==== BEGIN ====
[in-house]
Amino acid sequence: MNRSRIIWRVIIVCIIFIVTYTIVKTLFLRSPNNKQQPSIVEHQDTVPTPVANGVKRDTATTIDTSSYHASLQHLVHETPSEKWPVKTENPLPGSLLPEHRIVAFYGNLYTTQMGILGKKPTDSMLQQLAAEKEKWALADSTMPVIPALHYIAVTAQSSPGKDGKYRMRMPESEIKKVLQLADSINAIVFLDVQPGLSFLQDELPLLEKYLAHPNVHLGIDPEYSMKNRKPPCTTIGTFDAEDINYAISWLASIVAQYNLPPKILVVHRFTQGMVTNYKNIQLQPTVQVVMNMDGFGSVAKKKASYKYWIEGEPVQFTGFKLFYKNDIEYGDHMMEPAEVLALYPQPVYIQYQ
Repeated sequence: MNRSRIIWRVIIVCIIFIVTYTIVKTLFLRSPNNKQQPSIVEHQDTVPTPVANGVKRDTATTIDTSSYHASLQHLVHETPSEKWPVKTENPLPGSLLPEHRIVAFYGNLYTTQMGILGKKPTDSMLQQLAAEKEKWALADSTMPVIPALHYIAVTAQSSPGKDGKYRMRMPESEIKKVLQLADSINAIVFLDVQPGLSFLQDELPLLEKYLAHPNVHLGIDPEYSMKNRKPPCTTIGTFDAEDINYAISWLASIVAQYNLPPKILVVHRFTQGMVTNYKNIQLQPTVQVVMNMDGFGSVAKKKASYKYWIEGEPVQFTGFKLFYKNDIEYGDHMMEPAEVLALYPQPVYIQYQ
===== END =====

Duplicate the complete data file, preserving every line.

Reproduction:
[in-house]
Amino acid sequence: MNRSRIIWRVIIVCIIFIVTYTIVKTLFLRSPNNKQQPSIVEHQDTVPTPVANGVKRDTATTIDTSSYHASLQHLVHETPSEKWPVKTENPLPGSLLPEHRIVAFYGNLYTTQMGILGKKPTDSMLQQLAAEKEKWALADSTMPVIPALHYIAVTAQSSPGKDGKYRMRMPESEIKKVLQLADSINAIVFLDVQPGLSFLQDELPLLEKYLAHPNVHLGIDPEYSMKNRKPPCTTIGTFDAEDINYAISWLASIVAQYNLPPKILVVHRFTQGMVTNYKNIQLQPTVQVVMNMDGFGSVAKKKASYKYWIEGEPVQFTGFKLFYKNDIEYGDHMMEPAEVLALYPQPVYIQYQ
Repeated sequence: MNRSRIIWRVIIVCIIFIVTYTIVKTLFLRSPNNKQQPSIVEHQDTVPTPVANGVKRDTATTIDTSSYHASLQHLVHETPSEKWPVKTENPLPGSLLPEHRIVAFYGNLYTTQMGILGKKPTDSMLQQLAAEKEKWALADSTMPVIPALHYIAVTAQSSPGKDGKYRMRMPESEIKKVLQLADSINAIVFLDVQPGLSFLQDELPLLEKYLAHPNVHLGIDPEYSMKNRKPPCTTIGTFDAEDINYAISWLASIVAQYNLPPKILVVHRFTQGMVTNYKNIQLQPTVQVVMNMDGFGSVAKKKASYKYWIEGEPVQFTGFKLFYKNDIEYGDHMMEPAEVLALYPQPVYIQYQ